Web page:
Pelland Blog

Tired of the Same Meal?

August 2nd, 2016

Even if you can no longer recall the days of school cafeterias or army mess halls, you probably can appreciate the concept of having a bit of variety to spice up your meals from day to day. How many people would want to have the same bowl of corn flakes for breakfast, a slice of pizza for lunch, and a hot dog for dinner … day after day after day? Beyond the lack of nutrition, you would probably be really turned off by somebody who offered you another hot dog.

In recent years, the menus in both academic and military settings have been tremendously improved, with food service operations subcontracted to companies that take pride in both food preparation and the nutritional value of the meals they serve. Gone are the days of cooks whose only formal training was how to prepare meals in large volumes, having been replaced by executive chefs with training in the culinary arts.

Yes, times have changed, but what about your website? Are you asking your prospective customers to get excited about a template-built site that looks just like thousands of others? Having the same menu from one fast-food restaurant to the next is desirable because those establishments are serving a clientele that is seeking consistency, not surprises. However, when planning a special occasion (like a week-long camping vacation, for example), most people are looking for something a little bit out of the ordinary. It becomes problematic when your website is conveying a message that says “boring” when your campers are looking for “spicy” or “savory” on the menu.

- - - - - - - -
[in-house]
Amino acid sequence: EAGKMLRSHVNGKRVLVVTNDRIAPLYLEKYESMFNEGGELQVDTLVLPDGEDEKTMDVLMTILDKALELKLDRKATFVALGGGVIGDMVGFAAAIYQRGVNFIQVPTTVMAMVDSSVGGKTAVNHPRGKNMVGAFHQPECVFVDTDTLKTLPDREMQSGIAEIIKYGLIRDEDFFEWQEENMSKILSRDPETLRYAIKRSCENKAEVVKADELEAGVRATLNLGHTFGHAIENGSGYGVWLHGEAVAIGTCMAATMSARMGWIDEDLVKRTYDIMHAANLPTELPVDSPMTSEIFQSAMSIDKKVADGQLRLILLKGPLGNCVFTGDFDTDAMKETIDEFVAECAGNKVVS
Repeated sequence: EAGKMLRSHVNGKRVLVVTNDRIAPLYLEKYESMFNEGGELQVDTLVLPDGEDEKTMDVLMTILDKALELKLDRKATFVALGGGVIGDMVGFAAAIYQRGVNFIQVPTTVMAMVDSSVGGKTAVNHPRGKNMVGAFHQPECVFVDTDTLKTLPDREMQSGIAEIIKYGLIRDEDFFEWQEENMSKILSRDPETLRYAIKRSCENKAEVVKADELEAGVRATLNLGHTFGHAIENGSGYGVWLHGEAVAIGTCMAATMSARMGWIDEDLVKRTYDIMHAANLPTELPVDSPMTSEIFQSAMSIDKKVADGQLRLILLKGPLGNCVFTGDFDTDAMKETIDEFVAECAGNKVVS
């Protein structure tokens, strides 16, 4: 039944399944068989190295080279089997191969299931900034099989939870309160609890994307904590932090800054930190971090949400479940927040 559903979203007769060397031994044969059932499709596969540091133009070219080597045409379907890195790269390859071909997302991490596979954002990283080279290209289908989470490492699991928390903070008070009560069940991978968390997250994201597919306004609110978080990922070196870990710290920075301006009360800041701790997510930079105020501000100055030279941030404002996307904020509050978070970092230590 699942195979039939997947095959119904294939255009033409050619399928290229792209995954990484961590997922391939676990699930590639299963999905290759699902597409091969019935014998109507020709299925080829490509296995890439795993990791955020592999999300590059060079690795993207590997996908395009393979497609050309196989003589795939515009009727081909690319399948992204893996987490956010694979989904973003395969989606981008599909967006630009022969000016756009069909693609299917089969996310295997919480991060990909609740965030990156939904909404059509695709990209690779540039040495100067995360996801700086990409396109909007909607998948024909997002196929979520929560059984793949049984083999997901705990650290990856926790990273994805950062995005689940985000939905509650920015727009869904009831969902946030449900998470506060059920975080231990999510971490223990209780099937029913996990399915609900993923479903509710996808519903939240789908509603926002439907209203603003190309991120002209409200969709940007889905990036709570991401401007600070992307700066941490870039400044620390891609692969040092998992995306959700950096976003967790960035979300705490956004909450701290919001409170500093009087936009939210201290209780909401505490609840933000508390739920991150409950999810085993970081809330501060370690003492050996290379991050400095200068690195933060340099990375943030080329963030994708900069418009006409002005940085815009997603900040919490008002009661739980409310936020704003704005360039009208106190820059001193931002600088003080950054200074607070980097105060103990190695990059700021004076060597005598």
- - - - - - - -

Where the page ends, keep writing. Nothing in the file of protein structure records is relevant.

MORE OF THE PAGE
Just another WordPress site

I never know whether to laugh or moan when I see sites that seem to display an oh-so-distinctive templated look. I have even seen sites where the site title displays as “Just another WordPress site” because the webmaster did not take the minimal time and effort (or perhaps did not have the knowledge) to substitute an appropriate keyword-based title for the default template setting.

When somebody performs a basic search on Google, the words in the intuitive search term that they enter are either highlighted or made bold in the search results, and a user is more likely to click on search results that contain more of that highlighted or bold text in the site title, domain name, and site description. Nobody is going to search for the term “just another WordPress site”, so it should be clear that having that as your site’s title will put your park at a severe disadvantage. Sadly, there are hundreds of campground websites suffering this limitation. Click here to view the Google search results for campground websites with the “just another WordPress site” title. If your campground is on the list of search results, it just might be time to question the status quo and start searching for another webmaster (realizing, of course, that your existing webmaster may be that person in your mirror.)